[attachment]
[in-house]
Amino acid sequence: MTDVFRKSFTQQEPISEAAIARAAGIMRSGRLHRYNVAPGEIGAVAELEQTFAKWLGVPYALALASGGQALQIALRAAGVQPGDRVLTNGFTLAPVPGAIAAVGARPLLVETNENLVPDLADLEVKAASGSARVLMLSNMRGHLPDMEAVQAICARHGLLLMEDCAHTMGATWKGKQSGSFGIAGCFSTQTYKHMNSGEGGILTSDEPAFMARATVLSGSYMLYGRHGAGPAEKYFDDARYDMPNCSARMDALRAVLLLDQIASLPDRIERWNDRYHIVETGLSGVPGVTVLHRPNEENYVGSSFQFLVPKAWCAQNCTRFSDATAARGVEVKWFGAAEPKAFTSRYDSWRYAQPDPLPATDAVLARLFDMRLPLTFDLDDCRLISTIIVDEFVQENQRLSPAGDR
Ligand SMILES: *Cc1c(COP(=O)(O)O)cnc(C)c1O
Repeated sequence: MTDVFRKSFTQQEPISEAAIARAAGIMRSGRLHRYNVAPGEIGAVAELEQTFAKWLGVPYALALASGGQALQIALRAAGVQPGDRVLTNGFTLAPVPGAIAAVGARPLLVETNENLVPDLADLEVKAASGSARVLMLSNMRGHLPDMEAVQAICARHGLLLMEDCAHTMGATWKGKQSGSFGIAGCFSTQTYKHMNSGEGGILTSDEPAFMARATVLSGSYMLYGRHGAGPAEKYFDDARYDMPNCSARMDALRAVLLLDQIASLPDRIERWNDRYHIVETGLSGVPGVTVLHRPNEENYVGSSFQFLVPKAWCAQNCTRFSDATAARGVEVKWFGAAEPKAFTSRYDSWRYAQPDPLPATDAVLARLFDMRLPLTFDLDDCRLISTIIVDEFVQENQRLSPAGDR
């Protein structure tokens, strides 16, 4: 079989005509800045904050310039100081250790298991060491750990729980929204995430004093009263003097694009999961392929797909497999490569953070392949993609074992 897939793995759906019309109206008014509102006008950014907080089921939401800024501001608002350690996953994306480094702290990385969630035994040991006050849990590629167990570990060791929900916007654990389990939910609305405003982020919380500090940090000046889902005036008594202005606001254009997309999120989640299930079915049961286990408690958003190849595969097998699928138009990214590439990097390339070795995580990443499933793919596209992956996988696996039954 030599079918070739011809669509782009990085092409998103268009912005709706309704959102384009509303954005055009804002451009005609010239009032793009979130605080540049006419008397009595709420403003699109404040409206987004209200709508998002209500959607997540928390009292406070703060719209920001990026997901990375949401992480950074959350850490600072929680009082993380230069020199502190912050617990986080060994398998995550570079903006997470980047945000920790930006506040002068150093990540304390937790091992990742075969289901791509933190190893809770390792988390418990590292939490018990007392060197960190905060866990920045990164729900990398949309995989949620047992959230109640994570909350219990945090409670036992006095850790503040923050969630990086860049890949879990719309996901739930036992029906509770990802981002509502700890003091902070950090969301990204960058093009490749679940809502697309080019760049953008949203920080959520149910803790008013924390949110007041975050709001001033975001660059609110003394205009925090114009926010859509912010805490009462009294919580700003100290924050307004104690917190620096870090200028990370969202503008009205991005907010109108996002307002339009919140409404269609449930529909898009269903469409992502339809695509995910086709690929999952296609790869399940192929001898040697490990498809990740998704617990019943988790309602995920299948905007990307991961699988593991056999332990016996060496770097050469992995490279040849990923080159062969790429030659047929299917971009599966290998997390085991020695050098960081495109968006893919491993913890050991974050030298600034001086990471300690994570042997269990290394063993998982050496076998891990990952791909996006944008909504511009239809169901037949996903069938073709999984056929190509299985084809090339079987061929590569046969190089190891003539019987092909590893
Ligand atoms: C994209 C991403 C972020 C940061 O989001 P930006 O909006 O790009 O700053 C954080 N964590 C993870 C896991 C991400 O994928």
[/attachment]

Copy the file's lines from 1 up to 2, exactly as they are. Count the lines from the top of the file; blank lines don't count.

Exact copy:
[in-house]
Amino acid sequence: MTDVFRKSFTQQEPISEAAIARAAGIMRSGRLHRYNVAPGEIGAVAELEQTFAKWLGVPYALALASGGQALQIALRAAGVQPGDRVLTNGFTLAPVPGAIAAVGARPLLVETNENLVPDLADLEVKAASGSARVLMLSNMRGHLPDMEAVQAICARHGLLLMEDCAHTMGATWKGKQSGSFGIAGCFSTQTYKHMNSGEGGILTSDEPAFMARATVLSGSYMLYGRHGAGPAEKYFDDARYDMPNCSARMDALRAVLLLDQIASLPDRIERWNDRYHIVETGLSGVPGVTVLHRPNEENYVGSSFQFLVPKAWCAQNCTRFSDATAARGVEVKWFGAAEPKAFTSRYDSWRYAQPDPLPATDAVLARLFDMRLPLTFDLDDCRLISTIIVDEFVQENQRLSPAGDR